Take a close look at the coppicing trees in the old photo above. Notice anything unusual?
Perhaps it looks like any other stand of burnt mallee? Perhaps it does. But most of the trees aren’t resprouting after a fire. They aren’t recovering from drought, insect attack or damage by humans either. What could have caused the damage?
The photo below of dead foliage on Mallee Tea-trees (or Green Tea-trees), Leptospermum coriaceum, provides a clue.
Thousands of hectares ‘devastated’
The impact on the vegetation was dramatic. Thousands of hectares of mallee scrub and heathland were devastated, especially in the interdune swales.
When I wrote the story, I knew of only two photos of the frost-killed trees, in an out-of-print book, Mediterranean Landscapes in Australia, Mallee Ecosystems and Their Management.
According to some of my students, information that isn’t on the web doesn’t exist. Only digital information is accessible. So it’s time to bring imagery of that frosted landscape back from the dead.
Ancient photos unearthed
In 1982, David Cheal worked as a plant ecologist at the National Parks Service of Victoria. He knew Wyperfeld National Park well and took many photos after the big frosts. These are his photos, scanned from old slides and photoshopped a trifle to remove the dust and blemishes. As far as I know, David’s photos are the only publically available, digital images of ‘the cold that killed the mallee’.
A selective killer
The tall green trees in the photo above are Cypress-pines, Callitris gracilis and C. verrucosa. Cypress-pines are tough as floorboards. The frosts didn’t harm them. Eucalypts were more sensitive. The coppicing eucalypts in the top photo grew in a swale where the frost was most severe. They responded as they would after a fire, resprouting from the lignotuber at the base of the trunk.
You may be wondering why the ground layer in the top photo is so open and devoid of leaf litter. The site was hit by a double whammy of disturbances: first by fire and then, a year and a half later, by frost.
After the fire, the trees resprouted from the base and Wheel-fruit plants (Gyrostemon australasicus) regenerated from seed. The frost killed the tops of the Wheel-fruit – they’re the wispy herbs in the foreground – and killed most of the resprouting foliage on the eucalypts. You can see the frost-killed leaves at the base of the trees on the right of the photo. The trees then resprouted once again, creating a second green flush of coppice regrowth. You just can’t keep a good mallee down.
Mallee Tea-trees followed the eucalypts’ example. Across thousands of hectares, the aerial shoots were killed and the shrubs resprouted from the base. Slowly they grew to dominate the mallee heathlands once again. A photo David took in 1993 shows recovering tea-trees 10 years after the frost. The frost-killed branches still stand above the new flowering shoots.
The biggest loser
Not all plants are as hardy as mallee cypress-pines, eucalypts and tea-trees. As described in the earlier story, the biggest loser was Desert Banksia, Banksia ornata. In 1986, Terry O’Brien and colleagues wrote:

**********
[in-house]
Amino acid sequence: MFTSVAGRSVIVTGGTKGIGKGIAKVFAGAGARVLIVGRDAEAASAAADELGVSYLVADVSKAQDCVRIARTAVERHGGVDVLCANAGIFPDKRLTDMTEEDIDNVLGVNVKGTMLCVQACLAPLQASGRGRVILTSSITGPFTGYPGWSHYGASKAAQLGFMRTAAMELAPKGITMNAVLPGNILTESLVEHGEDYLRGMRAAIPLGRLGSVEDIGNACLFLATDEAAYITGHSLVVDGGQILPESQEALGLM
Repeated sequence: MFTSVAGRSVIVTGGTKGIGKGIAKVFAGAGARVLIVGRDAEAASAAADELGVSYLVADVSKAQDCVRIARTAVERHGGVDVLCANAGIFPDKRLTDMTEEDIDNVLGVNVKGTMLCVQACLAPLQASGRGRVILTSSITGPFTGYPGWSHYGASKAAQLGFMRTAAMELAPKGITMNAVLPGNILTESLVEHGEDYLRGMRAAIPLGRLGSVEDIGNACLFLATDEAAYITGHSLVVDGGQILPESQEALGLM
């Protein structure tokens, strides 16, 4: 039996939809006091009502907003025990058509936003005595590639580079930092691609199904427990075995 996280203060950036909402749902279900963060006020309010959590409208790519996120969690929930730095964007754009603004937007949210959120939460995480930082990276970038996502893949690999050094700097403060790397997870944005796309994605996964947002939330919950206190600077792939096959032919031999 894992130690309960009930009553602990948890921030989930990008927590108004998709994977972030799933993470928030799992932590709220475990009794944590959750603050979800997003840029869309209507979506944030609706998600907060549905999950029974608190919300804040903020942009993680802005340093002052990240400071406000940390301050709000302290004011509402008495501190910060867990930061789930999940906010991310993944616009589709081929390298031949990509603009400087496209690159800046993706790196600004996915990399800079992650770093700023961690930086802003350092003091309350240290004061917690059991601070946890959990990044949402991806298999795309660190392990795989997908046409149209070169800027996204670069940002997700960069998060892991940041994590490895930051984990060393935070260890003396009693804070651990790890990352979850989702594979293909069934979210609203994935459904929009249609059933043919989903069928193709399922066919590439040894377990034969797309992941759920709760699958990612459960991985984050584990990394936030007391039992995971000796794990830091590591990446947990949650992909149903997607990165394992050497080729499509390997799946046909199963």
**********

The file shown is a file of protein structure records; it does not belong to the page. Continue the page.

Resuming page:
With the exception of sporadic survivors, all adult [Banksia] ornata in frost-affected swales were eliminated.
Now we can see those swales of dead Banksias, thanks to David Cheal’s old slides. The scenes below extended across thousands of hectares. The large-leaved shrubs are Desert Banksias, the fine-leaved shrubs Mallee Tea-trees, and the tall green trees are cypress-pines and eucalypts.
Unlike the eucalypts and tea-trees, Desert Banksias didn’t resprout and few seedlings emerged. Across vast areas of the mallee, the banksias disappeared.
In many parts of the Park, the only surviving adult [Banksia] specimens are now located on dune crests and upper dune slopes above the level affected by the frosts (O’Brien et al. 1986).
In David Cheal’s words,
The frosts were … one of those rare stochastic ‘natural’ events that have impacts for centuries. We talk about these events in ecology and hypothesize about their long-term impacts but we then usually forget about them and interpret landscape patterns in terms of the current climate and other conditions … We should never forget the long-term impacts of major perturbations on landscape patterns. Extreme events matter, and may matter for a very long time afterwards.
What we don’t see, we don’t feel
We humans are visual creatures. Imagine reading about pandas without ever seeing a photo of one. Would you be convinced of their alleged cuteness? I doubt it. ‘Nah’, one might reply, ‘I’m sure my kids are way cuter than those hairy things’.
Imagine reading about a huge ecological event of which all traces had long disappeared. Would you consider it critical, pivotal, or merely interesting? Imagine trying to convince future readers of the impacts of climate change, without photos to demonstrate changes. A futile endeavour?
Photos of ecological changes are incredibly important. They generate our interest, trigger our emotions and spur our engagement. If a Banksia died in the mallee and nobody snapped … would anybody care?
- The night the cold killed the mallee: extreme events & climate change
- Snapshots of change: repeat photography competition
I am indebted to David Cheal for kindly allowing me to share his valuable photographs of the frosted mallee, and for proof-checking this post.